Unfortunately, Deirdre is in the minority. Every other teenage couple seems to view their relationship as a guarantee of marriage as soon as they come of age. There's no way they could ever break up because, unlike all the other loved-up couples they know, their love is true love.

To be fair, I've never been in love. For all I know, it could be the normal to be this idealistic about your first relationship. 

So, instalove, what do you think? Overdone trope, major irritant, or a staple of romantic fiction? Let me know in the comments.

Thursday, 25 August 2016

It. Gets. Better. (Lament by Maggie Stiefvater)

'"Isn't that funny?"
"Funny 'haha' or funny 'strange'?"
James handed them back. "Funny 'occult'."
"Ah. Funny 'strange'."' - Maggie Stiefvater, Lament, page 67 

The one thing I wish I'd been told before I started reading Lament is that it gets better. It's split into six books. Books one and two dragged. It starts looking up at book three and, by the time you reach the climax, you won't be able to put it down.

Things I disliked about Lament -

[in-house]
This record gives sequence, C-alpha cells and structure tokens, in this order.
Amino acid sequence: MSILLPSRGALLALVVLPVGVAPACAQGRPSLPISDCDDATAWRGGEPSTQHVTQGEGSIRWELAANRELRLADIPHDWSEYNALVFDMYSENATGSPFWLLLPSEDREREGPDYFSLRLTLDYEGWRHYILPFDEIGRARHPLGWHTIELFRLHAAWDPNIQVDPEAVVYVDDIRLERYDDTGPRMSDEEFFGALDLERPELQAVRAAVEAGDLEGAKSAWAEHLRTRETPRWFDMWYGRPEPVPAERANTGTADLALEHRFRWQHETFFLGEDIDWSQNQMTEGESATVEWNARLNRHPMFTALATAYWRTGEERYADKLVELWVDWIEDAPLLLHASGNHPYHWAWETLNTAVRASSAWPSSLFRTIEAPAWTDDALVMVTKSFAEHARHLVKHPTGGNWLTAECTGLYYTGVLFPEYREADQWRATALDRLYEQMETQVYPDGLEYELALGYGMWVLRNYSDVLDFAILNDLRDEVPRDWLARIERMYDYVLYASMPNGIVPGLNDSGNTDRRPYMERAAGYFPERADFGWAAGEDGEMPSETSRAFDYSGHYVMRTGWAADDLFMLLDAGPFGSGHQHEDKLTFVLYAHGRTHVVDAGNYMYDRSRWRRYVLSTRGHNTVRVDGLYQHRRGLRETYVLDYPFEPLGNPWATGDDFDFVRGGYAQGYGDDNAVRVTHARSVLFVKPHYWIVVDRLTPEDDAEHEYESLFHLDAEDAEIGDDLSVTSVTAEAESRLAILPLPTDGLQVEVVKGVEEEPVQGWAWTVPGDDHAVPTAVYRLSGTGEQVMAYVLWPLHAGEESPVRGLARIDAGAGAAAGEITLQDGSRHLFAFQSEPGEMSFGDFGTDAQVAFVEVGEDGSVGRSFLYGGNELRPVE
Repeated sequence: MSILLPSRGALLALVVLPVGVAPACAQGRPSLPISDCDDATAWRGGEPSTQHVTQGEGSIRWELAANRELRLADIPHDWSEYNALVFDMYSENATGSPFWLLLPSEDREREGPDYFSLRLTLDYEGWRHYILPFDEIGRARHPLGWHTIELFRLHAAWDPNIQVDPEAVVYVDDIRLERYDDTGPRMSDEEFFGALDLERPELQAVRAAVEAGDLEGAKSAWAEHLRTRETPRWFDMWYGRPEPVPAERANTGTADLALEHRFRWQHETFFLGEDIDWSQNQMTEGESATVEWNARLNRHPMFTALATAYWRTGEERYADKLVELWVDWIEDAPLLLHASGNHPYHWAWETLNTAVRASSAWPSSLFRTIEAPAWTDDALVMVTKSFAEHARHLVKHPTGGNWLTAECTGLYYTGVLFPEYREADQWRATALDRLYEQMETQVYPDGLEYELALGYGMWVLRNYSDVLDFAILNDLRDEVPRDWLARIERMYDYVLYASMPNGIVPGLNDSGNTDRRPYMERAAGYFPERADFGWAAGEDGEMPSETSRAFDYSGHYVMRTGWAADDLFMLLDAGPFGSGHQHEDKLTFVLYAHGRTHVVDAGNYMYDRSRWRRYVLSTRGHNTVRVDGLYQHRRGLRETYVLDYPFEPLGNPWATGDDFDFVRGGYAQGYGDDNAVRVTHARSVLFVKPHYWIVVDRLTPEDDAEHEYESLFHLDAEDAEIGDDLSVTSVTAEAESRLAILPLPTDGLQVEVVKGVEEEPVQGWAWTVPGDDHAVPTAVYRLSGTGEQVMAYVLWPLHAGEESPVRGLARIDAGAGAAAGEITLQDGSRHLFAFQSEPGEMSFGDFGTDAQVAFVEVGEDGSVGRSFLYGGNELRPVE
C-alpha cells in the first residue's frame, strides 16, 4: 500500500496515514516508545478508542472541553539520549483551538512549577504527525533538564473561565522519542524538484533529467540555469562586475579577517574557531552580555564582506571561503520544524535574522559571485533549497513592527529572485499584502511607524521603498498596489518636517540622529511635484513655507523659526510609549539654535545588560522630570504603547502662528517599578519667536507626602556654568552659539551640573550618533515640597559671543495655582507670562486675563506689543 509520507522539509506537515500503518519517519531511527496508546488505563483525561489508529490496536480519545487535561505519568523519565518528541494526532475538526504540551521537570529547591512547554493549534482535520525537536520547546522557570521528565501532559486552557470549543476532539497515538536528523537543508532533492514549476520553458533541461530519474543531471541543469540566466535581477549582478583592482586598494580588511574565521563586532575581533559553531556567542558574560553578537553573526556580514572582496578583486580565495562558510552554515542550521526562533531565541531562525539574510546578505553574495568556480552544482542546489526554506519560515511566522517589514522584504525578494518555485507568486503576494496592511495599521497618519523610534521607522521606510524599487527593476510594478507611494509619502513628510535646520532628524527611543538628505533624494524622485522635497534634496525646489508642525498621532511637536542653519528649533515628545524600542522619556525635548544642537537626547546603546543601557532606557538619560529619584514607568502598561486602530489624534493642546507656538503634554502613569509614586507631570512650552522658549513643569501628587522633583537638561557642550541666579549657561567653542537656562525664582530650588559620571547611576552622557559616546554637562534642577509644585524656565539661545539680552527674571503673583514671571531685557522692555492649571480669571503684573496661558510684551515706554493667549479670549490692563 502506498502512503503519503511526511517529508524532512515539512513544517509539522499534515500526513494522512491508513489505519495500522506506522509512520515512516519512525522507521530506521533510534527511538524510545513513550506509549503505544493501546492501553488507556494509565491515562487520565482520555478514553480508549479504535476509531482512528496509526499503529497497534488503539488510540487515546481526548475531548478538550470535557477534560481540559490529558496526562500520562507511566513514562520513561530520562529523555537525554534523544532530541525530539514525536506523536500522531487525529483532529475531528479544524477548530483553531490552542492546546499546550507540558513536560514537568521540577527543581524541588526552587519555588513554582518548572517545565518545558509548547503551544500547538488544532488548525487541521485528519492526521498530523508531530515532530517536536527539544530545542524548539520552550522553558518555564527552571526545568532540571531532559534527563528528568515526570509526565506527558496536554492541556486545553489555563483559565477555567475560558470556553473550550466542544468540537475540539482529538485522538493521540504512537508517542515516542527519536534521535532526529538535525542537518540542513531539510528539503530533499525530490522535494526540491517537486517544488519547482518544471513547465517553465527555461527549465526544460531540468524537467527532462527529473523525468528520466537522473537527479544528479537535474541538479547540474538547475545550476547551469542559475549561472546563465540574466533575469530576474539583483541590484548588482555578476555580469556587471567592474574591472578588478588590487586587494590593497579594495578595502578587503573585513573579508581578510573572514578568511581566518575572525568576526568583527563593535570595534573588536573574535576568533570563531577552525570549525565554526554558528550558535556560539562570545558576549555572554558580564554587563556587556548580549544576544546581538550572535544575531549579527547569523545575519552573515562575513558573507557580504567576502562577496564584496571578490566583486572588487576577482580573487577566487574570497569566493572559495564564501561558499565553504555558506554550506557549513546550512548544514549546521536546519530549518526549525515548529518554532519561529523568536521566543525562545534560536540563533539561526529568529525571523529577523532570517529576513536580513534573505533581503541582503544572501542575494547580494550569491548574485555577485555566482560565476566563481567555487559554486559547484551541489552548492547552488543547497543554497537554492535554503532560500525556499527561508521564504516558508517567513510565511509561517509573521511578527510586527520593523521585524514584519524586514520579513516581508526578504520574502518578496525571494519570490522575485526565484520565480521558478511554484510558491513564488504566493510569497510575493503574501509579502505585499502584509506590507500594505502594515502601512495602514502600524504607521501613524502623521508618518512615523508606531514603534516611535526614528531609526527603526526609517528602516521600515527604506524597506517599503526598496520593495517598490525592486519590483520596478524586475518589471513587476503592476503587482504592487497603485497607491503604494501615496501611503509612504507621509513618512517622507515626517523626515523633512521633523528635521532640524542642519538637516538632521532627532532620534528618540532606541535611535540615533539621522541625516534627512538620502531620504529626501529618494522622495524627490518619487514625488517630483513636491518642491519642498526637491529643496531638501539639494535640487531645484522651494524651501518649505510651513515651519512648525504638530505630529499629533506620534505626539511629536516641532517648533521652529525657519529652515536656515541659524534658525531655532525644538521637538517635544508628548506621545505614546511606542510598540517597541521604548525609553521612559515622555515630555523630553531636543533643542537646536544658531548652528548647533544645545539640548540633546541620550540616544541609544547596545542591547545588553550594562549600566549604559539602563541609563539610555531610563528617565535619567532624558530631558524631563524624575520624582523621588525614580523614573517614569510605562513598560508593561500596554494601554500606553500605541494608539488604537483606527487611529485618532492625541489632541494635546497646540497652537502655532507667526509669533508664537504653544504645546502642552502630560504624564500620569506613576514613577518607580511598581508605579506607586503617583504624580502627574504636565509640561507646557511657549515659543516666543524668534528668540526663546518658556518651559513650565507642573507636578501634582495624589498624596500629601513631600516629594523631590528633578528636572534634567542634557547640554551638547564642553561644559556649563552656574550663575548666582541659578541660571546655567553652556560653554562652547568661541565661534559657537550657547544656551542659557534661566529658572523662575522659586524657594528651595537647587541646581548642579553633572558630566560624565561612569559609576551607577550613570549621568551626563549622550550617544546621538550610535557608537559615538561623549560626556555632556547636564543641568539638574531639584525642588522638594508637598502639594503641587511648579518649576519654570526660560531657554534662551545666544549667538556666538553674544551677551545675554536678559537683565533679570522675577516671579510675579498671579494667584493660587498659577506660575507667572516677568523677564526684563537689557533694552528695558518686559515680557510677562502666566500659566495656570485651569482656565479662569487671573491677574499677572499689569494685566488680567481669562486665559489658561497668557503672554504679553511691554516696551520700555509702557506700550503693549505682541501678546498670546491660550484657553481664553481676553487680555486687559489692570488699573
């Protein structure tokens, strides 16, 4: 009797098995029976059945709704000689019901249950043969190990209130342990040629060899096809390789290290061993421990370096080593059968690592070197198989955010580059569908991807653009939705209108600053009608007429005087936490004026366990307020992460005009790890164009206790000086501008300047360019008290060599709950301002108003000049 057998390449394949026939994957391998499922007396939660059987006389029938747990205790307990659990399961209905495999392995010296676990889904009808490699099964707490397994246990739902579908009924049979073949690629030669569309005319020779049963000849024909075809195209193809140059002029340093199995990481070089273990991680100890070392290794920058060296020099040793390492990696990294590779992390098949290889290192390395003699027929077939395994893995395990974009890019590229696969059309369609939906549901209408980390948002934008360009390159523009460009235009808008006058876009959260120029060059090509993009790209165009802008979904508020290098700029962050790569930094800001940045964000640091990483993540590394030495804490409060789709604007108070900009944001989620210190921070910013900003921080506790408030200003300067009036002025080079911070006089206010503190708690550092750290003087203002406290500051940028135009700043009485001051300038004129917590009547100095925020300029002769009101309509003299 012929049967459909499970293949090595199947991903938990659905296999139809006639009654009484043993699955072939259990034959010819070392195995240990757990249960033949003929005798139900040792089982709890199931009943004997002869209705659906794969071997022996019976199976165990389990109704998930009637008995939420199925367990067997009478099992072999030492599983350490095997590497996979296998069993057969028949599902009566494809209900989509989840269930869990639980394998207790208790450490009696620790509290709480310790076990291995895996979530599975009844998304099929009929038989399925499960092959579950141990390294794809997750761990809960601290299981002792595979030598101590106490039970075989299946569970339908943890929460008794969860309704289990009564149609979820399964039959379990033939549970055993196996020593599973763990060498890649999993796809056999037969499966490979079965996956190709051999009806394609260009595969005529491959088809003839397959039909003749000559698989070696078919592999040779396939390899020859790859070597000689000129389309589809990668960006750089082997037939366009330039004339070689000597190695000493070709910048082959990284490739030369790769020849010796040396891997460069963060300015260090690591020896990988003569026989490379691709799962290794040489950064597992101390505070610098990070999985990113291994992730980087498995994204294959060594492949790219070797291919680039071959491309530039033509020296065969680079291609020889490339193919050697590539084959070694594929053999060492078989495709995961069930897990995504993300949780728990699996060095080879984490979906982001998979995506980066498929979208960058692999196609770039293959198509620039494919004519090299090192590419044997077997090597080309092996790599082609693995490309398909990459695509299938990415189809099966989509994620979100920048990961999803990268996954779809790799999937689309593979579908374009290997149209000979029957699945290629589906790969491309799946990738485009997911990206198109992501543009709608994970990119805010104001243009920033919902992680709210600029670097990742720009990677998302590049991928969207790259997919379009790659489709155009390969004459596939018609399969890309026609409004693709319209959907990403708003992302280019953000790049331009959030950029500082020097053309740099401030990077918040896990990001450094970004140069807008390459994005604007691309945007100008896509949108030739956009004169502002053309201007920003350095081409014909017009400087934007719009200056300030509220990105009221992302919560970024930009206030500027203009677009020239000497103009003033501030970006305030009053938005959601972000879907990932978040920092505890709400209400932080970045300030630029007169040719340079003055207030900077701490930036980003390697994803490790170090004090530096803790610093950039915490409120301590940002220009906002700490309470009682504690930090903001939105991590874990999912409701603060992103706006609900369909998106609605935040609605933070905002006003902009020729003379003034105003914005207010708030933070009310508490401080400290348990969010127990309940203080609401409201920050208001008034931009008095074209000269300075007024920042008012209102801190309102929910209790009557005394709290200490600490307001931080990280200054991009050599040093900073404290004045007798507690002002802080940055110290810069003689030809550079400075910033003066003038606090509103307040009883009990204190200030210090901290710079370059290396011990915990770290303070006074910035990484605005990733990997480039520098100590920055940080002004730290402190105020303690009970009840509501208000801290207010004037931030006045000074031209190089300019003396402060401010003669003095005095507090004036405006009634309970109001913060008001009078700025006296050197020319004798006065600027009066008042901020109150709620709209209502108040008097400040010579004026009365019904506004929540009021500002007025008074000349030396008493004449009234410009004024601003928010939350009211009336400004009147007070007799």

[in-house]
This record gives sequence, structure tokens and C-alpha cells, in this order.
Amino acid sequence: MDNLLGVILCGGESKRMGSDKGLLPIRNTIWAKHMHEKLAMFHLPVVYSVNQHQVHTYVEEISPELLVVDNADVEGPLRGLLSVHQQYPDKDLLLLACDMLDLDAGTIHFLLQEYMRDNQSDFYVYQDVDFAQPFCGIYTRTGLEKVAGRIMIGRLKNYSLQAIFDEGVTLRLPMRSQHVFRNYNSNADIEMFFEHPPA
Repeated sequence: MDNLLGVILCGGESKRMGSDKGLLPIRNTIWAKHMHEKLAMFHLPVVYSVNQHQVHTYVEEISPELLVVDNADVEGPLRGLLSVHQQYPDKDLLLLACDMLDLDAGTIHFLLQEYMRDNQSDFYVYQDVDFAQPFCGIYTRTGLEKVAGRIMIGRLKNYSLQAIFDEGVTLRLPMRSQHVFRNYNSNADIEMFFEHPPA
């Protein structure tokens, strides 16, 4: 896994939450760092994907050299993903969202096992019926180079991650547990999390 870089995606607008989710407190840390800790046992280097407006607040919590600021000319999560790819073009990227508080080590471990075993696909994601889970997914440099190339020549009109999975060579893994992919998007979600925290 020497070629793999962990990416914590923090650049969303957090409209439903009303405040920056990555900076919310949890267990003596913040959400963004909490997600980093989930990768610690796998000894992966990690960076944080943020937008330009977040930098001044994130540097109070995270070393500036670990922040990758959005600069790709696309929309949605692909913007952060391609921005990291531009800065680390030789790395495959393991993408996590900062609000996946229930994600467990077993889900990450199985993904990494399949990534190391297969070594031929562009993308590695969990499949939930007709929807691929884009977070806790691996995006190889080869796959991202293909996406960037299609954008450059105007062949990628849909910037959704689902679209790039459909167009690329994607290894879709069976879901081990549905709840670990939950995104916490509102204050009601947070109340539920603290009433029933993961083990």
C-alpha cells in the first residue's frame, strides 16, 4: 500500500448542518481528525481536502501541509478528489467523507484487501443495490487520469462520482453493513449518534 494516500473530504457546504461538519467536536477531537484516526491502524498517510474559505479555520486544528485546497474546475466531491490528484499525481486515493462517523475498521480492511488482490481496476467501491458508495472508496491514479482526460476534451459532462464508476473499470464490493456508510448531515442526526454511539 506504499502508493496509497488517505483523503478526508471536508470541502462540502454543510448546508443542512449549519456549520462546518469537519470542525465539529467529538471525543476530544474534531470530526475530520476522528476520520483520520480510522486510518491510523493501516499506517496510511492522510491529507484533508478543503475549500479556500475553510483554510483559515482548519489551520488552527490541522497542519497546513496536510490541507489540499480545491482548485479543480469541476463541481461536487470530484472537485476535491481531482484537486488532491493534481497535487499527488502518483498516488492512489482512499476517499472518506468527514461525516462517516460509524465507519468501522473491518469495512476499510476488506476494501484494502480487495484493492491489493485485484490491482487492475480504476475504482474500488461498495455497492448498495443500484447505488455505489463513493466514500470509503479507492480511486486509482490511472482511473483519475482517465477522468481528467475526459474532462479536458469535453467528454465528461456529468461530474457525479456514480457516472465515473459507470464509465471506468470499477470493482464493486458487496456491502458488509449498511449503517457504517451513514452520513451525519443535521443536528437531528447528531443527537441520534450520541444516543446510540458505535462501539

• Luke. Seriously, I kept waiting, hoping, praying for him to become the villain and for James to whack him with an iron shovel. 
  • Instalove. Specifically, Deirdre and Luke's instalove. And then Luke's response to Deirdre saying that she thought James was jealous -"I love you more than he does." I almost threw my book across the room. James has known Deirdre for years. Luke has known her for a fortnight at the most
  • Deirdre's inexplicable inability to do anything without crying first. In the later books it's warranted, but she does it more in the earlier books. WHY?
  • Deirdre's powers. She kept randomly discovering new ones. I was sitting there waiting for an explanation that never came.
  • Deirdre's narration. She. Whines. So. Much.
(And you didn't like her? But you have so much in common.)

I hate you.

Things I liked about Lament -
  • James. Stiefvater novels always have one male character who it's impossible to hate, and James is Lament's. 
  • The fairies themselves. Nothing annoys me more than helpful fairies. Fairies are not helpful. They steal your children, and sour your milk, and lure you to mysterious lands where they carve you up and EAT YOU!
  • The surnames. Monaghan. Dillon. Morgan is, of course, one of my favourite boys names. 
  • The fact that the meaning of Deirdre's name (sorrowful woman) was actually mentioned several times throughout the story. I'm sorry. I'm a name nerd.
  • The climax. Fairies can be so gruesome...